I agree with Andy completely.

    It seems rather random and/or irresponsible to answer such a broad question w/out more knowledge. What is the management team’s objection? Is it the ROI? The time investment? Are there particular social media tools they consider particularly unsavory? How are they defining social media in the first place?

    There’s a big difference between launching a Twitter or Facebook account and simply allowing moderated comments on an RSS-capable “News & Press Releases” section on the credit union’s website (you could call this a “blog lite”).

    YouTube is considered a social media tool, but where’s the harm in posting your TV commercials or financial education videos to YouTube, especially if they’ve already been produced and are just sitting around (on your desk, not on the web)?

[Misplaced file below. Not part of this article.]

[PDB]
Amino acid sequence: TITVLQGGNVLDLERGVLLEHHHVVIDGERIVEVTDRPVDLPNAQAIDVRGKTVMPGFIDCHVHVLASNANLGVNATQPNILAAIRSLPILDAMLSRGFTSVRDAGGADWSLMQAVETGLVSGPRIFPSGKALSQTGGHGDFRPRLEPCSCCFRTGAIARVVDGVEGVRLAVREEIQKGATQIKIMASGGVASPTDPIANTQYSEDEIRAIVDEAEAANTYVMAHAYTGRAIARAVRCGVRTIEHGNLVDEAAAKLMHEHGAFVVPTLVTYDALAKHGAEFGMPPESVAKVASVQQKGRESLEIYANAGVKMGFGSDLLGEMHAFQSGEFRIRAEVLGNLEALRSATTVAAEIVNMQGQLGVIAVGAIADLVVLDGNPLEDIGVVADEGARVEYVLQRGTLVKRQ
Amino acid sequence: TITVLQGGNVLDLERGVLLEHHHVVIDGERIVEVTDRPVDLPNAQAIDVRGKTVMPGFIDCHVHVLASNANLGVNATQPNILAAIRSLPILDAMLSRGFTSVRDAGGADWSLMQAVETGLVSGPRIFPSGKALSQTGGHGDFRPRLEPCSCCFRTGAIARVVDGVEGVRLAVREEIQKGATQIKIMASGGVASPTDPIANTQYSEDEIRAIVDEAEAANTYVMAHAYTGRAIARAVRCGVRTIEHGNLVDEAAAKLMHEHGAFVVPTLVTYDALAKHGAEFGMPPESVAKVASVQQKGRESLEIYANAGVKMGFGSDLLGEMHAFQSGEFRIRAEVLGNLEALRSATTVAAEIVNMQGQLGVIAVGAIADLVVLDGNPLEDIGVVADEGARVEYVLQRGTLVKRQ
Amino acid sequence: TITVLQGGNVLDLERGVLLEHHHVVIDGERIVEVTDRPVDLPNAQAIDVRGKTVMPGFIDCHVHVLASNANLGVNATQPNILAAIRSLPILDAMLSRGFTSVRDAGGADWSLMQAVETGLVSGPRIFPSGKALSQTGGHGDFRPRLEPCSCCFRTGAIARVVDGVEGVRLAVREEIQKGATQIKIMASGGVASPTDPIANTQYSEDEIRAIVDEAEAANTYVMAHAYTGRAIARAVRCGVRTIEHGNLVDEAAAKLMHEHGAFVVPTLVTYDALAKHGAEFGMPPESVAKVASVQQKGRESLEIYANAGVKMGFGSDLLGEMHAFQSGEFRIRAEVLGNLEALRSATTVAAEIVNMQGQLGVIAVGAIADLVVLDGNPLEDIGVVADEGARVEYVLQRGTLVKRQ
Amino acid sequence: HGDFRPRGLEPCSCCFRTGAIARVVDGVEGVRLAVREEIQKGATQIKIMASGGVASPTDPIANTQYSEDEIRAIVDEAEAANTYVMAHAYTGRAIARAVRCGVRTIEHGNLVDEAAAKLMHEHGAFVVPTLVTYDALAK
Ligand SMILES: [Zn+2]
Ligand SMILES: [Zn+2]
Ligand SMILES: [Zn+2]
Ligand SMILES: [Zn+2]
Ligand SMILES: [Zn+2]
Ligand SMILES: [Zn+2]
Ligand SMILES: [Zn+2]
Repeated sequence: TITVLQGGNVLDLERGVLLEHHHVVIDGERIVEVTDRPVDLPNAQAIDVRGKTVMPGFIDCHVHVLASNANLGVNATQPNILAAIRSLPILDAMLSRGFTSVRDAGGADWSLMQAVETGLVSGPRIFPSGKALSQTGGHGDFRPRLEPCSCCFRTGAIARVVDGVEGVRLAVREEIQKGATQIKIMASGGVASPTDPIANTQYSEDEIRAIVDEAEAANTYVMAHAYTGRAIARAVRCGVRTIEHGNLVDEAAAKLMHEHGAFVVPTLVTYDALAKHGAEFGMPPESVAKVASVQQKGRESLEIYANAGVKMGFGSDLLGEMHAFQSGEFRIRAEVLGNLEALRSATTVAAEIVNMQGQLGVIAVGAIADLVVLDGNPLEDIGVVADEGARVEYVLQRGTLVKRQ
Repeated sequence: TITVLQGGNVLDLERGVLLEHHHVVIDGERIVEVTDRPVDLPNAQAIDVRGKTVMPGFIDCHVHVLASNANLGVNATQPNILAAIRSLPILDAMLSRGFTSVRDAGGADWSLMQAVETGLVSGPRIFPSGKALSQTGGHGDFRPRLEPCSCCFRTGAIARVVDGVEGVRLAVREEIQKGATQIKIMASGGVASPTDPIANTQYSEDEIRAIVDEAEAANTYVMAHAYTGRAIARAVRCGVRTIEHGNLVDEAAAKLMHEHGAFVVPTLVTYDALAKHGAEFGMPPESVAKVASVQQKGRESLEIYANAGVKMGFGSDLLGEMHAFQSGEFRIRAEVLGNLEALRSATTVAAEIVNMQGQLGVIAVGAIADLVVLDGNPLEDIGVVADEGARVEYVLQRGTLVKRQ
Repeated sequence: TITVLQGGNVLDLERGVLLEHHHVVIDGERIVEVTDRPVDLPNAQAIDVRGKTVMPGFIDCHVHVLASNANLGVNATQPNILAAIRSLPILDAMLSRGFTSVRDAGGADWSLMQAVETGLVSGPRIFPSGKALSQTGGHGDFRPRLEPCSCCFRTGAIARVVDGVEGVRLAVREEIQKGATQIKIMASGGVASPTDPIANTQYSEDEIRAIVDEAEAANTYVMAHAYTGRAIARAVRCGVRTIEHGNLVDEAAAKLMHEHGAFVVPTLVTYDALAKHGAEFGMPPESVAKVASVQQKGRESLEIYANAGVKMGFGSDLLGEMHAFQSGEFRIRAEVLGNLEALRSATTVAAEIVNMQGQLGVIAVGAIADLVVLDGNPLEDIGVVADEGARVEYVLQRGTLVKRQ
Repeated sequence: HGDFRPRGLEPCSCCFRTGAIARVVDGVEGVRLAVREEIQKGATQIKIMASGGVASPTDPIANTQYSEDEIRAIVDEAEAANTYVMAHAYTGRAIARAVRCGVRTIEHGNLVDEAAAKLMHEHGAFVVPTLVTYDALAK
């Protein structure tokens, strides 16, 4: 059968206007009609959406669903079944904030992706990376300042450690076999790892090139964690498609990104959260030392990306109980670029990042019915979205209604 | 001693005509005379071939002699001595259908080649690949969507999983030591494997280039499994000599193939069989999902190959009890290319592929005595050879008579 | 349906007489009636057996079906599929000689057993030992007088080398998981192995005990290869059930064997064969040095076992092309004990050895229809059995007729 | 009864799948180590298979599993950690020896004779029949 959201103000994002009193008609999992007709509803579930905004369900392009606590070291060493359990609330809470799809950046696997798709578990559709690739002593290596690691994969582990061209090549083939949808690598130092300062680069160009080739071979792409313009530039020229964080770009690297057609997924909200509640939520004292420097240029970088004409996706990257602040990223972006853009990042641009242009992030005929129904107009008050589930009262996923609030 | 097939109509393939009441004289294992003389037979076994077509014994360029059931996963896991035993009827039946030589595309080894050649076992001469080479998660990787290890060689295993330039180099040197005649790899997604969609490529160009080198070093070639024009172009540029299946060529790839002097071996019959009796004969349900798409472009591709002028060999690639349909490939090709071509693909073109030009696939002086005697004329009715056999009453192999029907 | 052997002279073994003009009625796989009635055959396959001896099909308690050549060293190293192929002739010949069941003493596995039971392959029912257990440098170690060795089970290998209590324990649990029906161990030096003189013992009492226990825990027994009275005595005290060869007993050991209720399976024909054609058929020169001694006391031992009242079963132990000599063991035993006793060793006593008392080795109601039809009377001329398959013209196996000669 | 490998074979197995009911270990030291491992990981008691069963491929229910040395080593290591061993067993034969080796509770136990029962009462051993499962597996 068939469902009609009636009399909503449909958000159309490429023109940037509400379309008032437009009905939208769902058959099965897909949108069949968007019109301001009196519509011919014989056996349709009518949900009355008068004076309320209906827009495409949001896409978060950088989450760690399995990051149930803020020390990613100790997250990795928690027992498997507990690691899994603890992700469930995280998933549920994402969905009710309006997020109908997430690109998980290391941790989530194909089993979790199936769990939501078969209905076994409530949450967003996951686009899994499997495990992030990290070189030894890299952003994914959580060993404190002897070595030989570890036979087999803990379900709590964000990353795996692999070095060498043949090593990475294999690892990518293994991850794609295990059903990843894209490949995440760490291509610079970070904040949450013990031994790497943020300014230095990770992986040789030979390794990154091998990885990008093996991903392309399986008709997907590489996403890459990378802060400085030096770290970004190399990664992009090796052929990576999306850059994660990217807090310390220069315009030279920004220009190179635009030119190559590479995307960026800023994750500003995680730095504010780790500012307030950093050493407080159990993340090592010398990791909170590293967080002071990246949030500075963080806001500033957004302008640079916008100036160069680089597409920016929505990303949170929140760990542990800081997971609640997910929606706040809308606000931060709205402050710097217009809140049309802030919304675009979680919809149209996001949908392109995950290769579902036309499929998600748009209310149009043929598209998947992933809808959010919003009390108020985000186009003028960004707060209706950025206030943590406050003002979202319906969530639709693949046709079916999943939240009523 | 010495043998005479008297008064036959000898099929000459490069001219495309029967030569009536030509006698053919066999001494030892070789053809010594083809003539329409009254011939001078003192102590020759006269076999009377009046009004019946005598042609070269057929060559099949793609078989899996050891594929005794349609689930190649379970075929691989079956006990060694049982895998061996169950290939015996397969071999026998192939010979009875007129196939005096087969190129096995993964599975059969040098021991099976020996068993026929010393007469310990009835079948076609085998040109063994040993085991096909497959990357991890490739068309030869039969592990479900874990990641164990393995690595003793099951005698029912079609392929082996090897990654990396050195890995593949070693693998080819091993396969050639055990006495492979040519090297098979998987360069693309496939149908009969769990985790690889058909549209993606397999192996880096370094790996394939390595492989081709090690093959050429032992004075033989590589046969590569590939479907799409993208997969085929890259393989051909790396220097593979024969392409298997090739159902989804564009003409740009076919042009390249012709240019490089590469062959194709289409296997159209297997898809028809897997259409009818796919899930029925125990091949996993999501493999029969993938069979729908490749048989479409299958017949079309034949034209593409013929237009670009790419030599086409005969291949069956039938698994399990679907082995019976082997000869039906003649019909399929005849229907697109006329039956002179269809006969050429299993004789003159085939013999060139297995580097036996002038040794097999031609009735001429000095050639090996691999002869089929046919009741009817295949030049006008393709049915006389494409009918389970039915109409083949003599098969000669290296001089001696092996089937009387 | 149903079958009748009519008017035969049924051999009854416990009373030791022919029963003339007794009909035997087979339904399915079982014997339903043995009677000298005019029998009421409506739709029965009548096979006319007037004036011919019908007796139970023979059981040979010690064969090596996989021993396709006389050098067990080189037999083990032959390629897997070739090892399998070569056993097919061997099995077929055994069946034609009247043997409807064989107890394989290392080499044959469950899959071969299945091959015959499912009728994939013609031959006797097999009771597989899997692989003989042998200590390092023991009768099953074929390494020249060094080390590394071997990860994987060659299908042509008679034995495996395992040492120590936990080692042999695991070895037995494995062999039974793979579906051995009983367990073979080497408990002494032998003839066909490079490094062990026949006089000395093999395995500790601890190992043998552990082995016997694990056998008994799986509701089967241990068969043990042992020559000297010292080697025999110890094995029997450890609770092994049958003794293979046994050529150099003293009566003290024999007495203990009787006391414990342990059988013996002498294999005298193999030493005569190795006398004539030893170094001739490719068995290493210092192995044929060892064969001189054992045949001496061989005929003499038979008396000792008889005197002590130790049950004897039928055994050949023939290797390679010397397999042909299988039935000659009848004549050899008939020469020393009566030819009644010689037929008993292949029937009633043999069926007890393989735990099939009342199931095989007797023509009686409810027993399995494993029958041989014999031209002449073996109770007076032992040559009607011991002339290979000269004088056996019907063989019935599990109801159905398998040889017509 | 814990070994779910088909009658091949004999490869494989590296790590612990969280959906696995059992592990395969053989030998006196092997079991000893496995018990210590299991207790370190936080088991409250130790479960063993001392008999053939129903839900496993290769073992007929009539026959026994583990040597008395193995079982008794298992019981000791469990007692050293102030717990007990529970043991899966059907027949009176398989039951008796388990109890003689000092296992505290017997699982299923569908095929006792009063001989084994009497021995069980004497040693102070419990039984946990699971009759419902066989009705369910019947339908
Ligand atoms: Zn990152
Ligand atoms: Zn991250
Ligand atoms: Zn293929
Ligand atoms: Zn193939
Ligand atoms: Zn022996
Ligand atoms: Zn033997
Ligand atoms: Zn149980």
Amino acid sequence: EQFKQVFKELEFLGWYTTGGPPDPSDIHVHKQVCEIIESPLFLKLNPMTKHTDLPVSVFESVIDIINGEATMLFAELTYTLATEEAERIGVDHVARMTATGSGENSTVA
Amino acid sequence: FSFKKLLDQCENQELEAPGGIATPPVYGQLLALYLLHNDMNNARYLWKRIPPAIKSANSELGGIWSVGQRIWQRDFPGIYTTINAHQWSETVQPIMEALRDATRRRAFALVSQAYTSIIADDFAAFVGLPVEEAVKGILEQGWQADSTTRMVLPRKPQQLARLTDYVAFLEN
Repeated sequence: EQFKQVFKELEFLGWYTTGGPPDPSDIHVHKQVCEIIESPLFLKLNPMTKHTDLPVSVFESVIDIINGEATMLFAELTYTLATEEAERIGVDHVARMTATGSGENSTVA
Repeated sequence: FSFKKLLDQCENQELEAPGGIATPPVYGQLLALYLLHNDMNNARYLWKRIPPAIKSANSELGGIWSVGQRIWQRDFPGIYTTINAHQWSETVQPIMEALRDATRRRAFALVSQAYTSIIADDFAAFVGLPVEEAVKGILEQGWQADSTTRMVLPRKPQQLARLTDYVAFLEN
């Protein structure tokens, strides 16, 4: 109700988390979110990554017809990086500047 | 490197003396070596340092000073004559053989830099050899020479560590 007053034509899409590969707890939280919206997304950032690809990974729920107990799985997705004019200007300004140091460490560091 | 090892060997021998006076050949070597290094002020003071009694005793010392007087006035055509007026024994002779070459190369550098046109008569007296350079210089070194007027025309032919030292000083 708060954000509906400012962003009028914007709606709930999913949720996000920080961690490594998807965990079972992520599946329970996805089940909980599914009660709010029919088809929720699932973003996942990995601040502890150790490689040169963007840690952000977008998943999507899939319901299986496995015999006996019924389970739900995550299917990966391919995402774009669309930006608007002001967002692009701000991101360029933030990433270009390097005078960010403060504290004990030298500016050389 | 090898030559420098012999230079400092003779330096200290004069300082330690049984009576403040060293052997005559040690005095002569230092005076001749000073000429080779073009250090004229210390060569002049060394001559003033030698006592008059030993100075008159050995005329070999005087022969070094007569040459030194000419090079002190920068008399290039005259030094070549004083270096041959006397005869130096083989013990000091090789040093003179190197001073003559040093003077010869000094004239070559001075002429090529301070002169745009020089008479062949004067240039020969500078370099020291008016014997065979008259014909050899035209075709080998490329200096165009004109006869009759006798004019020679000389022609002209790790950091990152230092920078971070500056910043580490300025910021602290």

Most social media experts would probably not describe either TV spots on YouTube or a comments/RSS “News & Press Releases” section of a website as true “Social Media.” Which is why you could easily implement such things without ever referring to them as “social media.” It could be explained to the management team as simply “maximizing existing resources and assets with additional online functionality.”

  11. Gabriel Garcia Says:

    In my humble opinion it boils down to presenting your case for Social Media like you are presenting a business case. The moment the words “Social” anything enters the neural pathways of a Financial Institution’s tighlty knit management circle, you are going to have a battle – prepare before going to battle (and I mean prepare).

    The more case studies and actual metrics you can bring to the discussion will strengthen your case for Social Media and since it is here to stay and has been around for awhile – there is actual data out there. (My friends at Cisco Systems are blazing the trails with some great Social Media campaigns and there are some great CU’s that have also been laying golden bricks to the SM promise land).